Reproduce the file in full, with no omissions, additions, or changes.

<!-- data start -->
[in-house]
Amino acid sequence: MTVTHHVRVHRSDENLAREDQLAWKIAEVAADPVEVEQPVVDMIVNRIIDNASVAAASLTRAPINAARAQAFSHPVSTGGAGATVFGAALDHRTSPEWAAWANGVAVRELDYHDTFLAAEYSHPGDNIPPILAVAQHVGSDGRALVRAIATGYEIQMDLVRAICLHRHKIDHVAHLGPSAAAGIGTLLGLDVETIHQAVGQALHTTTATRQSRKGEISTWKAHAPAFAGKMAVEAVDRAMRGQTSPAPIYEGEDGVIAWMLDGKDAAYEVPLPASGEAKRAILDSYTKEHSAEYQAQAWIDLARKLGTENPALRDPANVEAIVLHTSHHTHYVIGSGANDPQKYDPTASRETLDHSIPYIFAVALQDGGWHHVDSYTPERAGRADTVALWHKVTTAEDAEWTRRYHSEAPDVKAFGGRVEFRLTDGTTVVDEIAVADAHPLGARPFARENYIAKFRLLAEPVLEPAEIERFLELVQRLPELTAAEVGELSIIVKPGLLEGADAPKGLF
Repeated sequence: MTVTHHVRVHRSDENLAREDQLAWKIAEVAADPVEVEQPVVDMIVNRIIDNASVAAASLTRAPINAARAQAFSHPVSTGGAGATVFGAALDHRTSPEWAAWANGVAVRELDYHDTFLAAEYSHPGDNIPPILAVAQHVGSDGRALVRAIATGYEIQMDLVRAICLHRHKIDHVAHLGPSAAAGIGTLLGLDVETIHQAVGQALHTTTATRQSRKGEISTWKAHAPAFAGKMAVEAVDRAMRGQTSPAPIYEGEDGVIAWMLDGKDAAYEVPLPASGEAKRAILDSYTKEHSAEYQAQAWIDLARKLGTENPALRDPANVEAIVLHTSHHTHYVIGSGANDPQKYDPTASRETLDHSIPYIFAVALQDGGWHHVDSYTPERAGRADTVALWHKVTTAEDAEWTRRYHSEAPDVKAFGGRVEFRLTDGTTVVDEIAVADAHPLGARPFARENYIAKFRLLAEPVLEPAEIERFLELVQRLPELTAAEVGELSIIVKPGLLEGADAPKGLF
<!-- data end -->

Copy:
[in-house]
Amino acid sequence: MTVTHHVRVHRSDENLAREDQLAWKIAEVAADPVEVEQPVVDMIVNRIIDNASVAAASLTRAPINAARAQAFSHPVSTGGAGATVFGAALDHRTSPEWAAWANGVAVRELDYHDTFLAAEYSHPGDNIPPILAVAQHVGSDGRALVRAIATGYEIQMDLVRAICLHRHKIDHVAHLGPSAAAGIGTLLGLDVETIHQAVGQALHTTTATRQSRKGEISTWKAHAPAFAGKMAVEAVDRAMRGQTSPAPIYEGEDGVIAWMLDGKDAAYEVPLPASGEAKRAILDSYTKEHSAEYQAQAWIDLARKLGTENPALRDPANVEAIVLHTSHHTHYVIGSGANDPQKYDPTASRETLDHSIPYIFAVALQDGGWHHVDSYTPERAGRADTVALWHKVTTAEDAEWTRRYHSEAPDVKAFGGRVEFRLTDGTTVVDEIAVADAHPLGARPFARENYIAKFRLLAEPVLEPAEIERFLELVQRLPELTAAEVGELSIIVKPGLLEGADAPKGLF
Repeated sequence: MTVTHHVRVHRSDENLAREDQLAWKIAEVAADPVEVEQPVVDMIVNRIIDNASVAAASLTRAPINAARAQAFSHPVSTGGAGATVFGAALDHRTSPEWAAWANGVAVRELDYHDTFLAAEYSHPGDNIPPILAVAQHVGSDGRALVRAIATGYEIQMDLVRAICLHRHKIDHVAHLGPSAAAGIGTLLGLDVETIHQAVGQALHTTTATRQSRKGEISTWKAHAPAFAGKMAVEAVDRAMRGQTSPAPIYEGEDGVIAWMLDGKDAAYEVPLPASGEAKRAILDSYTKEHSAEYQAQAWIDLARKLGTENPALRDPANVEAIVLHTSHHTHYVIGSGANDPQKYDPTASRETLDHSIPYIFAVALQDGGWHHVDSYTPERAGRADTVALWHKVTTAEDAEWTRRYHSEAPDVKAFGGRVEFRLTDGTTVVDEIAVADAHPLGARPFARENYIAKFRLLAEPVLEPAEIERFLELVQRLPELTAAEVGELSIIVKPGLLEGADAPKGLF